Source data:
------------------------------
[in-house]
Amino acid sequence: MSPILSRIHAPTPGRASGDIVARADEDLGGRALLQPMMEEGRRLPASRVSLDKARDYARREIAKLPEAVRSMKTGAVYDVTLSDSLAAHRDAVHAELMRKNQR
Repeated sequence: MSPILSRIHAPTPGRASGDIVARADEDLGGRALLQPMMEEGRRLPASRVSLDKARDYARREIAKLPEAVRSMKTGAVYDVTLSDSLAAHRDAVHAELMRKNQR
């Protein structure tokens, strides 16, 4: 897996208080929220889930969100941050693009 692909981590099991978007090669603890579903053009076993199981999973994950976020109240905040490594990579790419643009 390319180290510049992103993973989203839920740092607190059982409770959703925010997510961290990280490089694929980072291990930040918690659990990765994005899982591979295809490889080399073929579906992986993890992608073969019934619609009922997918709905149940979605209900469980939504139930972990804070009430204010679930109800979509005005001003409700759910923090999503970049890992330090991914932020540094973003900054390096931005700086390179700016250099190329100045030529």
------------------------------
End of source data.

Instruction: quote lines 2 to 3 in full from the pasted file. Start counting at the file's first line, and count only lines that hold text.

Amino acid sequence: MSPILSRIHAPTPGRASGDIVARADEDLGGRALLQPMMEEGRRLPASRVSLDKARDYARREIAKLPEAVRSMKTGAVYDVTLSDSLAAHRDAVHAELMRKNQR
Repeated sequence: MSPILSRIHAPTPGRASGDIVARADEDLGGRALLQPMMEEGRRLPASRVSLDKARDYARREIAKLPEAVRSMKTGAVYDVTLSDSLAAHRDAVHAELMRKNQR